The Focus A/T is a 4-speed unit w/ overdrive, that is your 5th gear. The "green-zone" would be to keep to a reasonable speed on the Highway ( below 60 is probably dangerous today )
    The RpM"s on my 2.3 ZTS would be about 2250 at that speed, which I think is about equivalent to top gear in the five-speed manual tranny.
    EPA estimates will usually show MPG slightly better for M/T models. That does not mean that real world results will be the same. It is problematic at best, but most drivers do not use the tranny to optimize mileage. With an A/T the driver would only need to "train the foot" to apply as little throttle pressure as required to drive effectively.

  • jeromebjeromeb Posts: 31
    With the A/C in use, the fuel economy for my commute is about 25 mpg.
    With the A/C not in use, the fuel economy for my commute is about 29 mpg.
    With the A/C not in use, and coasting to stops with the transmission disengaged, my fuel economy is 32 mpg.

    My commute is 13 miles one way, about half highway and half surface streets.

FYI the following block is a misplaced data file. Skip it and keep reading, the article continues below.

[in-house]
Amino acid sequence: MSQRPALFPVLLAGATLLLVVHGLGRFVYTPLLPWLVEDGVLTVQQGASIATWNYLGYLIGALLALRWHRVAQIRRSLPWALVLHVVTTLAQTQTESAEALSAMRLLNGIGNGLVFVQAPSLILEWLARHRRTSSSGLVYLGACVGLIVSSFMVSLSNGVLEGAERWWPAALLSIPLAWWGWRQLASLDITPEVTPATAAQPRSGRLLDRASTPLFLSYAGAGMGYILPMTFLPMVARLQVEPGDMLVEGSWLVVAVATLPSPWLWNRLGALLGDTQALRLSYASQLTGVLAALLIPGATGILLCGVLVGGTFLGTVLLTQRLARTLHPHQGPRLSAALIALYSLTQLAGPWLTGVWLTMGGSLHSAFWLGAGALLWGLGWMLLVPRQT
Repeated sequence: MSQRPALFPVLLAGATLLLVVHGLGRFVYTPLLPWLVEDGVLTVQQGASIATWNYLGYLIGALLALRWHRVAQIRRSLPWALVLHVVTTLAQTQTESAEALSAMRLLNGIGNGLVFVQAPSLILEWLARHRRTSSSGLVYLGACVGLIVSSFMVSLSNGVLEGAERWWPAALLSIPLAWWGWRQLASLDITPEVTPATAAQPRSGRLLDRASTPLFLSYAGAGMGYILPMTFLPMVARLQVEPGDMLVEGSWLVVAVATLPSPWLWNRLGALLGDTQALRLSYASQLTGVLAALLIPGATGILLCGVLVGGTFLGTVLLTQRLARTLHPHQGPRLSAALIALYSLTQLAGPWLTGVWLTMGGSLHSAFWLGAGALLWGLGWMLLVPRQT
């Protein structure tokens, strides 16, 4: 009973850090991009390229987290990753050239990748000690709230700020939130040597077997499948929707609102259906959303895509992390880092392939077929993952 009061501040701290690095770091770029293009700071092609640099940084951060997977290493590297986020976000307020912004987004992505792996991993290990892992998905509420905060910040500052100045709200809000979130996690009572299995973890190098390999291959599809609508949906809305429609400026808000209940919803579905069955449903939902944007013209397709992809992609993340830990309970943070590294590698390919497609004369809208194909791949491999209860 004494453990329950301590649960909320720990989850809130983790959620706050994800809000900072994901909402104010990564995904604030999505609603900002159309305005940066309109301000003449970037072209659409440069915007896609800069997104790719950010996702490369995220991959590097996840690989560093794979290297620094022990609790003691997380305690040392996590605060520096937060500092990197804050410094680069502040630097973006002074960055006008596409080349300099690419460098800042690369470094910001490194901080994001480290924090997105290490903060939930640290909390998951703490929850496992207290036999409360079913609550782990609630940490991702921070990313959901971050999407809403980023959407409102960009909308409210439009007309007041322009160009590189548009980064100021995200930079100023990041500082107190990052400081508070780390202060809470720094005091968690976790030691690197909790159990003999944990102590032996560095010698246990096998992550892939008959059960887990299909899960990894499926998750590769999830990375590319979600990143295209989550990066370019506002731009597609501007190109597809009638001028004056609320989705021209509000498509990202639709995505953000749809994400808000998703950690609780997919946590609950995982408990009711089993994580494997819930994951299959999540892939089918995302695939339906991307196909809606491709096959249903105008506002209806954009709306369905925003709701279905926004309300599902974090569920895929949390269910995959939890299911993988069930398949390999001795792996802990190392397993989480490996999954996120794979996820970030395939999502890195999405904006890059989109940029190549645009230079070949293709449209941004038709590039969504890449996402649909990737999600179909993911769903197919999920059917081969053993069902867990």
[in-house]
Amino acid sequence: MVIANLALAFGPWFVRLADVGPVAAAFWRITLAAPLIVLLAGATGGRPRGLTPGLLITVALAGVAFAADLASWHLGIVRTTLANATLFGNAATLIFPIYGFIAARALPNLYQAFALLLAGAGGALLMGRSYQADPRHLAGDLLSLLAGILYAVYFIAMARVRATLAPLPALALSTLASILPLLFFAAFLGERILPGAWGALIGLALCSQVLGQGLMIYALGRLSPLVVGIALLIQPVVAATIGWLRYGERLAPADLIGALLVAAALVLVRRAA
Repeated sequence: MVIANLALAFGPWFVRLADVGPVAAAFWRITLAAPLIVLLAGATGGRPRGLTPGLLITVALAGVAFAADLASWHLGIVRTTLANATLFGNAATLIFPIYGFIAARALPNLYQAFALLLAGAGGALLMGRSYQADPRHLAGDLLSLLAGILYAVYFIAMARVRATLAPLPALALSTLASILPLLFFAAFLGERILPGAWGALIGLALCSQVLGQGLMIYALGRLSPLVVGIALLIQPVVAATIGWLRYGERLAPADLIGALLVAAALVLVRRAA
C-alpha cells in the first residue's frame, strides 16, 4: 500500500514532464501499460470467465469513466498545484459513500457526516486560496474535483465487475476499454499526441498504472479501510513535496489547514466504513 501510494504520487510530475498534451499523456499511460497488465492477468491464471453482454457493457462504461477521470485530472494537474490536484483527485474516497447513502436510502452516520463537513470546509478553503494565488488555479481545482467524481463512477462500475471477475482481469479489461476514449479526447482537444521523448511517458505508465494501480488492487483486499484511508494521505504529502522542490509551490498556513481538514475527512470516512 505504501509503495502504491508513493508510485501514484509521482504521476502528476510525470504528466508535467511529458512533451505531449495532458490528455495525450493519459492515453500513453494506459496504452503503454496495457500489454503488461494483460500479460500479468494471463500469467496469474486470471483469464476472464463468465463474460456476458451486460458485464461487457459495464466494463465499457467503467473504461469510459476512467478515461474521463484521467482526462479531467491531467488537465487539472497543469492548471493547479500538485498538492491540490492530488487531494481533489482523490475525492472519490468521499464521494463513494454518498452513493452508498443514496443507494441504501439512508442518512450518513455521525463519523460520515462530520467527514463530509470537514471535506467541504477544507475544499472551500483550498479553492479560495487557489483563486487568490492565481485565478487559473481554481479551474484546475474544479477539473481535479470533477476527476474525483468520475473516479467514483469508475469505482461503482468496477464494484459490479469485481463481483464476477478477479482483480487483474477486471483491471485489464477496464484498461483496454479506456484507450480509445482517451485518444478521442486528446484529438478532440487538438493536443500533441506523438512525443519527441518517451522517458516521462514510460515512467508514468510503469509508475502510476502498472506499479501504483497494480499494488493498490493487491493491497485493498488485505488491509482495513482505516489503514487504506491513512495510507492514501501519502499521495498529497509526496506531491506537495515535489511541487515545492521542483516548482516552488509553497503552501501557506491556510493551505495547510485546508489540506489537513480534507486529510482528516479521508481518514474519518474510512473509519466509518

• explorerx4explorerx4 Central CTPosts: 12,032
    when i figured out how to read the computer, the mpg's read 36+.
    i reset it and when i turned it in it read 33.
    it had a 4 speed auto. i was impressed, since my commute is less than 14 miles each way.
    2017 Ford Fusion SE 2014 Ford F-150 FX4
  • wjtinatlwjtinatl Posts: 50
    Couldn't agree more with the above post. Bought my '03 Focus SVT used in '06 when gas hit $3.20/gal. It had 15k on it then, now has 67k. Outside of tires (2 sets of z-rated hi-po rubber) and at-home oil and filter changes, in the past 50k, I have not spent any money on the car! Still on the original brake pads and rotors and the interior (black leather Recaro's) looks like new with just a little work. I never expected to keep this car as long as I have (I get bored with cars easily) but find that there's nothing on the market that lights my fire enough to replace the SVT. It's a shame Ford discontinued the original hatchback design and SVT version as I'd gladly buy a new one over a Civic Si or similar. Hopefully the 2011 Focus will have a SVT version as mine will surely have 100k+ on it by then and I'll be ready for something new... I think!